In 2011, the Association of American Medical Colleges conducted a multicenter survey to assess faculty satisfaction, engagement, and retention. This subanalysis describes the perceptions of academic obstetrician–gynecologists (ob-gyns).
Fourteen U.S. institutions offered voluntary faculty survey participation. We analyzed demographic information and responses to items within the 10 work-related dimensions. This analysis used pooled cohort data for 329 ob-gyn respondents across institutions.
The mean response rate was 61.7% (9,600/15,570) overall and 66.9% for ob-gyn respondents. Most ob-gyn respondents reported satisfaction with work-related autonomy (72.2%) and a sense of accomplishment in their day-to-day activities (81.9%), including clarity about how their day-to-day activities fit into their medical school's mission (68.4%). In an average week, ob-gyn respondents reported working 59.4 hours on average. The mean percentage of effort varied by activity: patient care (54.8%), teaching (18.1%), research and scholarship (17.0%), and administration (15%). The mean proportion of ob-gyn respondents reporting that far too much or too much of their time and effort was spent on patient care was 35.1%, with more than half (59.5%) reporting far too little or too little of their time and effort was spent on research and scholarship and a third (33.3%) reporting far too little or too little time and effort devoted to teaching. Although 60.9% of respondents thought a mentor at their institution was important, only 22.2% reported a formal mentoring relationship. In the next 1–2 years, 13.4% reported seriously planning or being undecided (18.8%) about leaving their medical school.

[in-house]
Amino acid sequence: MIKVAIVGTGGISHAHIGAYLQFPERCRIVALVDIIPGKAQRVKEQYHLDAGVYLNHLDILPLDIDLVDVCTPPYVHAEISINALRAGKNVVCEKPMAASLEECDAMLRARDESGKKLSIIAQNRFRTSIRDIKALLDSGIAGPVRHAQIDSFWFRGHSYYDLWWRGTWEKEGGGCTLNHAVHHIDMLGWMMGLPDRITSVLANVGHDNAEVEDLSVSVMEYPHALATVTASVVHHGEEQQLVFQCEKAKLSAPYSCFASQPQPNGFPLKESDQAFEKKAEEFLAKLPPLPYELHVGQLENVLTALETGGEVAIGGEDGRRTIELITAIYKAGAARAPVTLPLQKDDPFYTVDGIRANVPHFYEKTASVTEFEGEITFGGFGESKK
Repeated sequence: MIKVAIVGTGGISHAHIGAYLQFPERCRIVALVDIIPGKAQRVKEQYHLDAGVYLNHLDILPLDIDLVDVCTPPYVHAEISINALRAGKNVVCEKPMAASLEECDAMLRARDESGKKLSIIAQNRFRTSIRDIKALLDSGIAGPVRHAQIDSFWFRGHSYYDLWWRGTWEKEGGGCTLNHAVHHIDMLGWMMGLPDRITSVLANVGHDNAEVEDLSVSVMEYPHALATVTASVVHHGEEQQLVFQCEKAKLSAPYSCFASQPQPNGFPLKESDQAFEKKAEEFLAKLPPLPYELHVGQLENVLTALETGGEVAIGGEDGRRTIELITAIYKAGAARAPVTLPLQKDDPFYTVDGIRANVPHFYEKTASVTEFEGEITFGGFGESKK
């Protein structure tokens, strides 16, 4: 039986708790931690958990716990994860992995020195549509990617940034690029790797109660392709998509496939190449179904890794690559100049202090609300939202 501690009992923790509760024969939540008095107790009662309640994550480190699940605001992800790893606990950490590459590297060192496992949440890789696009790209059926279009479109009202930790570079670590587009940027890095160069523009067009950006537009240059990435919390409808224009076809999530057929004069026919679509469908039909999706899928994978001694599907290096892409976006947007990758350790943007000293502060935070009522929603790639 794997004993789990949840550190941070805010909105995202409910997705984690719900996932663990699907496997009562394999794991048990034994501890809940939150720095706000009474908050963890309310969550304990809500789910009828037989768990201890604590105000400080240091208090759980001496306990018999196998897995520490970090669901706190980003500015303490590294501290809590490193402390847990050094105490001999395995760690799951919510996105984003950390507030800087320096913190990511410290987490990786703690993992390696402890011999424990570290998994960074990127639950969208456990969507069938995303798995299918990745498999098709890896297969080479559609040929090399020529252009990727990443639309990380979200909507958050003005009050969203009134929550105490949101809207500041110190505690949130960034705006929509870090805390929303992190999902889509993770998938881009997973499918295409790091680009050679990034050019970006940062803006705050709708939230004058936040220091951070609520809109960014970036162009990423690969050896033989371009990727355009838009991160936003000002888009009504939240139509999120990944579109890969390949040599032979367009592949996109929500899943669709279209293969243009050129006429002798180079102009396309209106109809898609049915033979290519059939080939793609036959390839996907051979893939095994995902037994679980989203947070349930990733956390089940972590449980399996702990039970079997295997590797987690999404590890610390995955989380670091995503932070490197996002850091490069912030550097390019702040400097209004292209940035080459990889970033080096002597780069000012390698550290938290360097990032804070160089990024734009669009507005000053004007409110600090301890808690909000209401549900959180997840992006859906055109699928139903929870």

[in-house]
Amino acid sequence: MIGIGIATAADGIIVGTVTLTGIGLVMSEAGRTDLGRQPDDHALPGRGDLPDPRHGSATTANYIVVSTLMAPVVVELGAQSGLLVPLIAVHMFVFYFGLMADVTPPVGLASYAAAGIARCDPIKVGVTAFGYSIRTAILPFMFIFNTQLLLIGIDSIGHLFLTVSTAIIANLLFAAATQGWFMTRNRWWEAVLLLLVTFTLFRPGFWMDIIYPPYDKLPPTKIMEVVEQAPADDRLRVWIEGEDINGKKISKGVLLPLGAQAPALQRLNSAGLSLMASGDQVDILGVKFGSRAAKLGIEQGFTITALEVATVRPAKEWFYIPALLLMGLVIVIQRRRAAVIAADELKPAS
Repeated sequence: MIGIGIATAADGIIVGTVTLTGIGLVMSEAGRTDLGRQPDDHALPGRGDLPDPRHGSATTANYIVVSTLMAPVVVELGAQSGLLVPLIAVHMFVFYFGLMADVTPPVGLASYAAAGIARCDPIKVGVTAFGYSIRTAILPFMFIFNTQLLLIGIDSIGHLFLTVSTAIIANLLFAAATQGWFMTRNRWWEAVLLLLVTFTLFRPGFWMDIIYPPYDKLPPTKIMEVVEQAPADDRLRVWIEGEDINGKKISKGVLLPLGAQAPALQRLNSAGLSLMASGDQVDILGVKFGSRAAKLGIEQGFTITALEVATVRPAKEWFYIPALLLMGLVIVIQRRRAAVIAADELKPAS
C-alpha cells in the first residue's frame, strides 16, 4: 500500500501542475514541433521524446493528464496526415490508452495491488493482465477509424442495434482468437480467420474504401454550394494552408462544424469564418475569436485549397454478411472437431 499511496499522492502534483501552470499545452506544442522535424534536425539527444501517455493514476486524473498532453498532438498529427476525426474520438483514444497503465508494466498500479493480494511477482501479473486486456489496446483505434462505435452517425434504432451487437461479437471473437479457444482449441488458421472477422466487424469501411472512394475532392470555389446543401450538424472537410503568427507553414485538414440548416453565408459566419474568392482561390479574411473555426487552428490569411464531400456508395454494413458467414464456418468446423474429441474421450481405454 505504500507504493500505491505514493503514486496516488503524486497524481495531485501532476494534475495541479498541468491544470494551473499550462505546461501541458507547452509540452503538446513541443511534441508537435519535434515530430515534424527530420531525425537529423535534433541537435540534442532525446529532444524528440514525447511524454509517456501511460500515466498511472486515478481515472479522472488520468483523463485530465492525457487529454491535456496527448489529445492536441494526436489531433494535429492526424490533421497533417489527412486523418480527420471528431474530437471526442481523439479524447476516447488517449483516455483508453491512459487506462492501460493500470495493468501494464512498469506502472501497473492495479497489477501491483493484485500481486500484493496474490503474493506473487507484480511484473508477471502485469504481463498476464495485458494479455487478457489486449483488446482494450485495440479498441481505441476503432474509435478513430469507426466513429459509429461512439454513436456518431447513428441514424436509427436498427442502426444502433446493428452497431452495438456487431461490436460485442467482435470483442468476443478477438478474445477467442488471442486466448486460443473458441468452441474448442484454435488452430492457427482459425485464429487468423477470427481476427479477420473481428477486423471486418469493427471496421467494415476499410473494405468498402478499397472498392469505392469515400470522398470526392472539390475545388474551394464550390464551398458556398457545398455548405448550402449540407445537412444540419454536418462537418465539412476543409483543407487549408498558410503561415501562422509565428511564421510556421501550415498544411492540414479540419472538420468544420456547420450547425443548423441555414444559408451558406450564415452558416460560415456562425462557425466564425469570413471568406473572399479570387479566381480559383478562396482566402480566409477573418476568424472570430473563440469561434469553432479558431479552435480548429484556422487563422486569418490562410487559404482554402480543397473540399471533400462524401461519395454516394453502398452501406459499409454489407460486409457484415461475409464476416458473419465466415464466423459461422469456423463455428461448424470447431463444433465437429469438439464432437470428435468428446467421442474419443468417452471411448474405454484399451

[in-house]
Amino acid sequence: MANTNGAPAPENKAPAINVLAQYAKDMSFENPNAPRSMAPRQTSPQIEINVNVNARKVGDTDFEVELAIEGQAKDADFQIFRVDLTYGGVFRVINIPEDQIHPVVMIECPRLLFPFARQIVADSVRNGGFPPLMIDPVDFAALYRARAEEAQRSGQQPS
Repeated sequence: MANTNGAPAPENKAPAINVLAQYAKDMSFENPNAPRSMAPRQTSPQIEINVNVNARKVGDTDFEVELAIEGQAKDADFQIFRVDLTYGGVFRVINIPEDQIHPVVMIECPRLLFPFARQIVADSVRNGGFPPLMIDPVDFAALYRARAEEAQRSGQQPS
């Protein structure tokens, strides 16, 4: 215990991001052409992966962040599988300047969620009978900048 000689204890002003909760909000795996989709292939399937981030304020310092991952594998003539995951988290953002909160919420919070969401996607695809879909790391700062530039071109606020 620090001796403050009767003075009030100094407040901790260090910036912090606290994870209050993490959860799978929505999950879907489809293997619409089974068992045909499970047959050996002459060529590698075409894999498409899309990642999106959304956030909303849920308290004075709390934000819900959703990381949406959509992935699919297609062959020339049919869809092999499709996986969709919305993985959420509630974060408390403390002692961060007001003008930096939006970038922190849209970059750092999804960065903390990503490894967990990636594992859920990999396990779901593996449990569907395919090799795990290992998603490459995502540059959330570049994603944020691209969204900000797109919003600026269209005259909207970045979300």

Academic obstetrics and gynecology departments face challenges balancing faculty members' academic desires and clinical demands.
Academic obstetrics and gynecology departments face challenges balancing faculty members' desires for academic activities and the demands of clinical care.
Departments of Obstetrics and Gynecology and Urology, Loyola University Chicago, Stritch School of Medicine, Maywood, Illinois; the Department of Family Medicine, Jefferson Medical College, Philadelphia, Pennsylvania; the Department of Family Medicine, University of Virginia Health System, Charlottesville, Virginia; the Association of American Medical Colleges, Washington, DC; and the Department of Surgery, University of Minnesota, Minneapolis, Minnesota.
Corresponding author: Linda Brubaker, MD, MS, Loyola University Chicago, Stritch School of Medicine, 2160 South First Avenue, Maywood, IL 60130; e-mail: LBrubaker@lumc.edu.
Financial Disclosure The authors did not report any potential conflicts of interest.